Shedding light on the male bias in childhood brain tumours
Hudson Institute researchers discover why the most common form of childhood brain cancer is seen in boys more than girls, and identify a potential biomarker for less aggressive treatment.
Medulloblastoma (MB) is the most common brain tumour in children, accounting for 20 percent of all childhood brain tumours. It affects the cerebellum—the area at the back and bottom of the brain—yet the tumours can often spread to other parts of the brain and to the spinal cord.
MB most frequently occurs between the ages of three and eight, and develops more commonly in boys than girls (a ratio of roughly 1.5 to 1)—a feature that is well-recognised, yet poorly understood. Boys are not only more likely to develop MB, but are also less likely to survive, in comparison to girls.
Discovering the reason behind this difference could open up the possibility of targeted or less aggressive treatments, and this formed the basis of a study published in Cancers, led by Hudson Institute researchers Dr Daniel Gough and Dr Christine White.
The role of STAT3
The researchers investigated the role of STAT3 in MB—a protein which is over-expressed in the majority of adult cancers. Despite its well-known involvement in these cancers, little is known about its role in MB. The team used both pre-clinical models and previous patient data to determine whether the protein played any part in the condition’s male bias, or sexual dimorphism.
“The results from our study suggest that STAT3 could be used as a biomarker to predict patients with good prognosis who would benefit from less aggressive treatment regimens, or that inhibiting STAT3 itself will be an effective new targeted therapy for the treatment of medulloblastoma” said Dr Gough.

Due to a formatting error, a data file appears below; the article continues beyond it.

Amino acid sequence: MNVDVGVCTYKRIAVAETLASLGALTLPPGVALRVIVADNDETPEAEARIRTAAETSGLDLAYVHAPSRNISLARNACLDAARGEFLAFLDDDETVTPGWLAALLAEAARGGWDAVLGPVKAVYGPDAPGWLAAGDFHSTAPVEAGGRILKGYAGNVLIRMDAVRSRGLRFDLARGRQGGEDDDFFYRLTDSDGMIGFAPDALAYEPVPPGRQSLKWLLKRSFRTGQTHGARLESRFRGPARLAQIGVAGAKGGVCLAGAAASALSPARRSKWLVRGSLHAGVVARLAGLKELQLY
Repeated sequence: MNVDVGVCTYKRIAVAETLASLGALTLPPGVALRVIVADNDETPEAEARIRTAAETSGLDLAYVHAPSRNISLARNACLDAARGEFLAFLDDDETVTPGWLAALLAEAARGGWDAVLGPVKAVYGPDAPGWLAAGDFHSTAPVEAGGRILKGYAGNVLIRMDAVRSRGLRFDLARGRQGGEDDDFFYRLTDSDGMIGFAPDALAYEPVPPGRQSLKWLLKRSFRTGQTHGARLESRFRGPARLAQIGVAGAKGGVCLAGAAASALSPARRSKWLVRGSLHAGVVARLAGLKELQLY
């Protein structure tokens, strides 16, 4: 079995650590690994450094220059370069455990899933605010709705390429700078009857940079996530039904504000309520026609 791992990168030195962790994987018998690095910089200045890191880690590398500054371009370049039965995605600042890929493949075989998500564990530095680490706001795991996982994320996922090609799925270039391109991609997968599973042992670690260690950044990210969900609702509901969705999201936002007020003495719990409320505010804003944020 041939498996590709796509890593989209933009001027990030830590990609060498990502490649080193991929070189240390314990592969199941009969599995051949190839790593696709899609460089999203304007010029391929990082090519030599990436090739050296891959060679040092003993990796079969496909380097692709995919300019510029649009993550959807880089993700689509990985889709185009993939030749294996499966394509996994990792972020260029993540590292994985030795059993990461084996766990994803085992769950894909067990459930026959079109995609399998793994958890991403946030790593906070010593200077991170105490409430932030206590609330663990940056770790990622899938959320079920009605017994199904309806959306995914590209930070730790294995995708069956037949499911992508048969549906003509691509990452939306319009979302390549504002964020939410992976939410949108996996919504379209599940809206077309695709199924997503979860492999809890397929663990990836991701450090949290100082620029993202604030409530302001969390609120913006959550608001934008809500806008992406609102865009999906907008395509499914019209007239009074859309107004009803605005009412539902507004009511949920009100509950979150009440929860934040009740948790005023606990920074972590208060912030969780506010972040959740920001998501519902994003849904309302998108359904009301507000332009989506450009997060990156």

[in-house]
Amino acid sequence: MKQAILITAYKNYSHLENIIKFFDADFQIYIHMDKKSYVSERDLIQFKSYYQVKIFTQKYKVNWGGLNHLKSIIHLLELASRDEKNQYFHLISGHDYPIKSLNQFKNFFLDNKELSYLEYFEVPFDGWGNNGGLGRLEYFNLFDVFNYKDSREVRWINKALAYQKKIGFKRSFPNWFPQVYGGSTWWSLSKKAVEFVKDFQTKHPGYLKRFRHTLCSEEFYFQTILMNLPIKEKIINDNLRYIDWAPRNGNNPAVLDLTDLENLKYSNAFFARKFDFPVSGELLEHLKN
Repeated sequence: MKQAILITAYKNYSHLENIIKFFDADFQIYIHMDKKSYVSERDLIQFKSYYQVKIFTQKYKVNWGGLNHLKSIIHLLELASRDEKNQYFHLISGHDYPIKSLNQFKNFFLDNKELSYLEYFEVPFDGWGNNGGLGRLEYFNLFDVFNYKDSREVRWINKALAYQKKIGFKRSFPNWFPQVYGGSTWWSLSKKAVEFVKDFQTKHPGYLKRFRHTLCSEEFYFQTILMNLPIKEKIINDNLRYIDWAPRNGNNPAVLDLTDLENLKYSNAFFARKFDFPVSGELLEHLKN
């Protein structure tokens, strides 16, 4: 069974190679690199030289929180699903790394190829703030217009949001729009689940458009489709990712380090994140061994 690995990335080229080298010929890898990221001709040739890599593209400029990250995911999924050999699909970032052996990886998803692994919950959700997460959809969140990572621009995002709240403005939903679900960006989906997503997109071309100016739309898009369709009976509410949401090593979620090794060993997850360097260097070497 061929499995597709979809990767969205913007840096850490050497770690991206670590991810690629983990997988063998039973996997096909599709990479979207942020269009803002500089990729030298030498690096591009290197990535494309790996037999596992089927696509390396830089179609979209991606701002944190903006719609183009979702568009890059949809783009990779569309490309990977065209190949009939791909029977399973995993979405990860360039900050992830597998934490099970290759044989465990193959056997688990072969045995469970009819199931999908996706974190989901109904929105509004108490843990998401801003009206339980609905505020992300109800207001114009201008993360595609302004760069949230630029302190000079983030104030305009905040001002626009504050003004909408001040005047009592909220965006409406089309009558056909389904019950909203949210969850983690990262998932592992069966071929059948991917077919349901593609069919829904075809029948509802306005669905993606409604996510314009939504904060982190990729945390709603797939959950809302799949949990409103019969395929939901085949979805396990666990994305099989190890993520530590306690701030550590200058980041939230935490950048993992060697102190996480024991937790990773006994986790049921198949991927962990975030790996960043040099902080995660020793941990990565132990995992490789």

Targeting STAT3 in pre-clinical models completely protected males from developing a tumour—but intriguingly, not females. In addition, in analysis of existing patient data, it was found that individuals with low STAT3 expression had an improved survival rate in comparison to those with high STAT3 expression.
The team also discovered that interleukin-6 (IL-6)—a potent activator of STAT3—is expressed more in males than in females— and acts to increase the transcription of genes associated with MB.
Not only do these results suggest an explanation for the male bias seen in MB, they also indicate that targeting STAT3 will significantly benefit male patients.
New hope for treatment
Currently, treatment begins with surgery (to remove as much of the tumour as possible), followed by radiotherapy and chemotherapy. This treatment approach has improved overall survival to nearly 80 percent, however such aggressive therapy on a young child’s growing brain can have lifelong consequences.
The majority of MB survivors aren’t able to finish regular primary school due to very severe neurological, cognitive and developmental side effects, with more than 90 percent need long-term special education services.
Less aggressive treatment for low risk patients with low STAT3 expression—or ideally in the future, a STAT3-targeted therapy for all male MB patients—would mean fewer side effects and a greater quality of life for these children.
These exciting insights will feed into the Hudson Monash Paediatric Precision Medicine Program—a research initiative established with investment from the Children’s Cancer Foundation. The initiative focuses on developing targeted treatments and improving clinical outcomes, survival rates and quality of life for childhood cancer patients, particularly those with brain cancer and solid tumours.
Jason Cain, Hudson Institute of Medical Research; Neil Watkins, Cancer Care Manitoba; Marc Remke and Daniel Picard, German Cancer Research Center
Victorian Cancer Agency, NHMRC Career Development, Children’s Cancer Foundation